The nonprofit Public Employees for Environmental Responsibility has been tearing up the Department of Environmental Protection with public-records request.
The latest dispatch from PEER is a bit more serious than wood pellets and puts Vinyard and his industrial ties back in the crosshairs.
PEER says the latest documents show that Vinyard is pushing to make it easier for companies to obtain general pollution permits and avoid having to get individual permits. Presumably, individual pollution permits are tailored for each holder and contain more specific stipulations, baselines, and regulations.
General permits, PEER says, are intended only for actions that cause "minimal adverse environmental impact."
Yet under Vinyard's direction, these general permits could be issued to asphalt plants, concrete production sites, and companies building underground storage systems for oil. These activities surely carry the potential for causing far more damage than "minimal adverse" environmental impacts.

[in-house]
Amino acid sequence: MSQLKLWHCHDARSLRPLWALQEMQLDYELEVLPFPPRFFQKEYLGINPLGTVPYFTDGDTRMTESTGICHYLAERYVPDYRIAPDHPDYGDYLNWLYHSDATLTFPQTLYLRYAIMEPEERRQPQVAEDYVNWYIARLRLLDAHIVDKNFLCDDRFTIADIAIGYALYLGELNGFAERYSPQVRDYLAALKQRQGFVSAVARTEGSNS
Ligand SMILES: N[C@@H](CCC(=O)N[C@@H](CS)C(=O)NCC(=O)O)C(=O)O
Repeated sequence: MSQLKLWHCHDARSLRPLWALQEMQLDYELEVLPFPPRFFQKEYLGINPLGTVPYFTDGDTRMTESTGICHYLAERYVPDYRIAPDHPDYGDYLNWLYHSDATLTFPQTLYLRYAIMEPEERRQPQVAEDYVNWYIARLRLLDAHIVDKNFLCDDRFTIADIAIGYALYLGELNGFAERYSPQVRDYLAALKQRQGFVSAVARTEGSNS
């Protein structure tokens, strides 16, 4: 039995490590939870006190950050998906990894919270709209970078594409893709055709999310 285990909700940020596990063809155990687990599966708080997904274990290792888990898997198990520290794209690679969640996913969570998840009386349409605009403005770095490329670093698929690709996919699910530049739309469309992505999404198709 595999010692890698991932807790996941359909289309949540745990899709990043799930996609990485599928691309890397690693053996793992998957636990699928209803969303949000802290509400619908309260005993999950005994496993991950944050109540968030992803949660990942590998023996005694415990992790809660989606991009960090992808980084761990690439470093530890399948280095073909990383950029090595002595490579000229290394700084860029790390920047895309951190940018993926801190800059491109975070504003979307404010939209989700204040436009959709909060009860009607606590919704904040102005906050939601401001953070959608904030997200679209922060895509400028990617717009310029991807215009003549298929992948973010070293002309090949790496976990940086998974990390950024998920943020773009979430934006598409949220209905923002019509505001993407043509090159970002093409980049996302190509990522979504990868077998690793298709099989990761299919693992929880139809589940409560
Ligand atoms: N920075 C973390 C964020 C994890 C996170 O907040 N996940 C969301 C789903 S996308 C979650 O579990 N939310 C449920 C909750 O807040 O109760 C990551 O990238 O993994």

The issue of doling out these pollution discharge permits is at the heart of the controversy surrounding Vinyard's résumé.
Vinyard submitted for the DEP gig showed that he worked for BAE Systems Southeast Shipyards where he "counseled [the] company on major environmental permitting decisions." Sounds like a good gig, but federal law prevents anyone who earned a substantial portion of his income from permit-holding companies in the prior two years to be appointed to a government position where he'll be making the final call on pollution permits. It looks like Vinyard walked from the lobby of BAE to the lobby of DEP within a few weeks.
PEER also raises concerns about Vinyard's determination to fulfill Gov. Rick Scott's vision of turning the DEP into a streamlined, customer-service-oriented government agency.
Enhancing customer service within the DEP, according to PEER, means that "environmental compliance would be negotiated behind closed doors."